The explosion from an engine-core breach released huge amounts of radiation that afterwards affected Hyman terribly. He had lost his hair, became somewhat weakened, and he had scars from radiation burns on his arms and legs. The 2 km safe zone would allow him to not be radiated, and eventually detected by space-born sensors. Within the radiation zone, space-born sensors could only detect the radiation and nothing else. He was taking a chance, both health-wise and being saved to go to the crash site, but he did anyhow.
It was getting late. Soon it’d be dark but he had to come here today. He wanted to see if there was anything remaining at the crash site. Knowing he wouldn’t be able to get all the way in, Hyman still wanted to get a closer look.
“Alright gentlemen, this is planet Malery 4,” said the captain. “A beacon-signal came from here, some ranger-wannabes crash landed a while back. Let’s begin a quick scan of the planet for any debris, life signs, or remains. Science team, you’ve got control, I’ll be in my quarters.”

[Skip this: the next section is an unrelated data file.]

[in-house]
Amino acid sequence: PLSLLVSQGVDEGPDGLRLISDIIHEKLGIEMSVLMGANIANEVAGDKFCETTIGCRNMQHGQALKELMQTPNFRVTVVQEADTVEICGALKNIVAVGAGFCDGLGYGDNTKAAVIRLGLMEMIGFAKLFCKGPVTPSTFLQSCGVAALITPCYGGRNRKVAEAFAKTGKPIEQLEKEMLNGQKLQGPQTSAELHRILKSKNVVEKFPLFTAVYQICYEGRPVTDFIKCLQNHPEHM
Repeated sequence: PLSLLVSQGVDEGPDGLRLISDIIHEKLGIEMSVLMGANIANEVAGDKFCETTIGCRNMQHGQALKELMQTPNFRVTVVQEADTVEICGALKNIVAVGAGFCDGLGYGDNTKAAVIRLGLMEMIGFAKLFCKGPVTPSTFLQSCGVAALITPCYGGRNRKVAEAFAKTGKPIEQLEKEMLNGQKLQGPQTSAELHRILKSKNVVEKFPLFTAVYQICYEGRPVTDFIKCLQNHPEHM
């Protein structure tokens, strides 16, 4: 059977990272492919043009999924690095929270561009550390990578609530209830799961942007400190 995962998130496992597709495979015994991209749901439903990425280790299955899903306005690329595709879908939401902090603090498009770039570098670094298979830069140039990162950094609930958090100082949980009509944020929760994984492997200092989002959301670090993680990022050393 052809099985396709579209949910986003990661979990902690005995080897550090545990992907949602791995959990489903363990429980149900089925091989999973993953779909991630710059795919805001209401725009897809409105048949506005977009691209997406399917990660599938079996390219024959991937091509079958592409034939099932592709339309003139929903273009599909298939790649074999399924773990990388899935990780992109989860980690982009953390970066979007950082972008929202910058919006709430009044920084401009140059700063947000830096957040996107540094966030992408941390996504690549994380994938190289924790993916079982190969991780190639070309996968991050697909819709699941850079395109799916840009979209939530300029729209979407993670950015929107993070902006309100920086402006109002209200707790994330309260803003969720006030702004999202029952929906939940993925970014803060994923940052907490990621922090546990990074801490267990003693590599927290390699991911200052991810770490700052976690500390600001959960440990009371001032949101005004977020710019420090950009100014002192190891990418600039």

“Yes sir. We’ll notify you if we find anything,” replied the science team lead. He turned to his team and continued, “Start the scan, standard quadrant breakdown.”
Hyman saw he was about a kilometer away from the crash site. At this distance he strained his eyes but couldn’t see anything. He also began to feel weaker. When he first dry heaved, it was then he decided to turn back – the thought of losing more hair depressed him. Anyway, it was getting darker, he had to get under cover and begin cooking the earlier day’s catch of food.
The science team lead noticed they were about to complete scanning the upper half of the planet. He looked over all the data and shrugged.
“Nothing here, begin standard breakdown of the lower hemisphere.”